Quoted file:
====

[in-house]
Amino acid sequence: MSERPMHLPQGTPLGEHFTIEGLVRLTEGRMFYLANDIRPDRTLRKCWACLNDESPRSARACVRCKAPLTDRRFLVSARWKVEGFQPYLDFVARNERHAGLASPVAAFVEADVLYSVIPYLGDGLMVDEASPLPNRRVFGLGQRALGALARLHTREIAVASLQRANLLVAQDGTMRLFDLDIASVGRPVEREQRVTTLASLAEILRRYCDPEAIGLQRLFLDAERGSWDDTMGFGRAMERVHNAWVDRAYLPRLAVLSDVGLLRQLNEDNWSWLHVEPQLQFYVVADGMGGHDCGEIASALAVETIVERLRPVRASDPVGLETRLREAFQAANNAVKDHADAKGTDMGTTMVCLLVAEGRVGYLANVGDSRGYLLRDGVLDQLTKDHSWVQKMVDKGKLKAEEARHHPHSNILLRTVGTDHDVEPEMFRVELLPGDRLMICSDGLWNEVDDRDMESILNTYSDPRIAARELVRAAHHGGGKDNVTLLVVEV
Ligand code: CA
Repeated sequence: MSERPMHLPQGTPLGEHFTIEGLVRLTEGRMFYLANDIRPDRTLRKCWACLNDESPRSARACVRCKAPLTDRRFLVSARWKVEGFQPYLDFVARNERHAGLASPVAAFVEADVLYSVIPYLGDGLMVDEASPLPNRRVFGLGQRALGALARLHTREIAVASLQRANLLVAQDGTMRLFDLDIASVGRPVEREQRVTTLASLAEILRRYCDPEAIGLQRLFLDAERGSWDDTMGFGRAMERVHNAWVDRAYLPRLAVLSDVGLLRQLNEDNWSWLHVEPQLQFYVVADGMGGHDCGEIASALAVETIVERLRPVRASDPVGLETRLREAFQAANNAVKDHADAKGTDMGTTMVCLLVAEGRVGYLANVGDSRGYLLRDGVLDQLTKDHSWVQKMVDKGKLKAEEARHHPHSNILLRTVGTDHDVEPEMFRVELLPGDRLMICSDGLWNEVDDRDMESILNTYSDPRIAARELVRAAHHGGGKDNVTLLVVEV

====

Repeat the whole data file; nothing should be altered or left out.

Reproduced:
[in-house]
Amino acid sequence: MSERPMHLPQGTPLGEHFTIEGLVRLTEGRMFYLANDIRPDRTLRKCWACLNDESPRSARACVRCKAPLTDRRFLVSARWKVEGFQPYLDFVARNERHAGLASPVAAFVEADVLYSVIPYLGDGLMVDEASPLPNRRVFGLGQRALGALARLHTREIAVASLQRANLLVAQDGTMRLFDLDIASVGRPVEREQRVTTLASLAEILRRYCDPEAIGLQRLFLDAERGSWDDTMGFGRAMERVHNAWVDRAYLPRLAVLSDVGLLRQLNEDNWSWLHVEPQLQFYVVADGMGGHDCGEIASALAVETIVERLRPVRASDPVGLETRLREAFQAANNAVKDHADAKGTDMGTTMVCLLVAEGRVGYLANVGDSRGYLLRDGVLDQLTKDHSWVQKMVDKGKLKAEEARHHPHSNILLRTVGTDHDVEPEMFRVELLPGDRLMICSDGLWNEVDDRDMESILNTYSDPRIAARELVRAAHHGGGKDNVTLLVVEV
Ligand code: CA
Repeated sequence: MSERPMHLPQGTPLGEHFTIEGLVRLTEGRMFYLANDIRPDRTLRKCWACLNDESPRSARACVRCKAPLTDRRFLVSARWKVEGFQPYLDFVARNERHAGLASPVAAFVEADVLYSVIPYLGDGLMVDEASPLPNRRVFGLGQRALGALARLHTREIAVASLQRANLLVAQDGTMRLFDLDIASVGRPVEREQRVTTLASLAEILRRYCDPEAIGLQRLFLDAERGSWDDTMGFGRAMERVHNAWVDRAYLPRLAVLSDVGLLRQLNEDNWSWLHVEPQLQFYVVADGMGGHDCGEIASALAVETIVERLRPVRASDPVGLETRLREAFQAANNAVKDHADAKGTDMGTTMVCLLVAEGRVGYLANVGDSRGYLLRDGVLDQLTKDHSWVQKMVDKGKLKAEEARHHPHSNILLRTVGTDHDVEPEMFRVELLPGDRLMICSDGLWNEVDDRDMESILNTYSDPRIAARELVRAAHHGGGKDNVTLLVVEV